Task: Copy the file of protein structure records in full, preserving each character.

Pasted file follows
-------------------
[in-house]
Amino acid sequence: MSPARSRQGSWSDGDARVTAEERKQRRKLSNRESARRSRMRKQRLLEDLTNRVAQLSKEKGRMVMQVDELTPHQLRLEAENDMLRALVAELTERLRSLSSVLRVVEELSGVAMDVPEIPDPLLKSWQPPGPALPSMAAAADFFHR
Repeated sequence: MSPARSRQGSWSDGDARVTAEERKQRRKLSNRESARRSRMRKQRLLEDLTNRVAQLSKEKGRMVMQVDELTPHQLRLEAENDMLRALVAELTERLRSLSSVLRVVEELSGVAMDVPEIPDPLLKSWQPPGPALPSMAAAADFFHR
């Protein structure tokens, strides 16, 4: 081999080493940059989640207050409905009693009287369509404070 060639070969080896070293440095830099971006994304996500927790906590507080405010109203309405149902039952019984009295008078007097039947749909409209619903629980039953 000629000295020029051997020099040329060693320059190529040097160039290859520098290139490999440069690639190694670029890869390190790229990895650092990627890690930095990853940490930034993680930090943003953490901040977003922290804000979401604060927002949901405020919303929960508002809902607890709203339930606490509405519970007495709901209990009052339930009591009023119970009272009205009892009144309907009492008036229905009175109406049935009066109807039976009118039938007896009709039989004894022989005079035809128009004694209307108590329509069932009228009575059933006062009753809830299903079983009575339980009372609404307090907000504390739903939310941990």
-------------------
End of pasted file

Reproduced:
[in-house]
Amino acid sequence: MSPARSRQGSWSDGDARVTAEERKQRRKLSNRESARRSRMRKQRLLEDLTNRVAQLSKEKGRMVMQVDELTPHQLRLEAENDMLRALVAELTERLRSLSSVLRVVEELSGVAMDVPEIPDPLLKSWQPPGPALPSMAAAADFFHR
Repeated sequence: MSPARSRQGSWSDGDARVTAEERKQRRKLSNRESARRSRMRKQRLLEDLTNRVAQLSKEKGRMVMQVDELTPHQLRLEAENDMLRALVAELTERLRSLSSVLRVVEELSGVAMDVPEIPDPLLKSWQPPGPALPSMAAAADFFHR
């Protein structure tokens, strides 16, 4: 081999080493940059989640207050409905009693009287369509404070 060639070969080896070293440095830099971006994304996500927790906590507080405010109203309405149902039952019984009295008078007097039947749909409209619903629980039953 000629000295020029051997020099040329060693320059190529040097160039290859520098290139490999440069690639190694670029890869390190790229990895650092990627890690930095990853940490930034993680930090943003953490901040977003922290804000979401604060927002949901405020919303929960508002809902607890709203339930606490509405519970007495709901209990009052339930009591009023119970009272009205009892009144309907009492008036229905009175109406049935009066109807039976009118039938007896009709039989004894022989005079035809128009004694209307108590329509069932009228009575059933006062009753809830299903079983009575339980009372609404307090907000504390739903939310941990």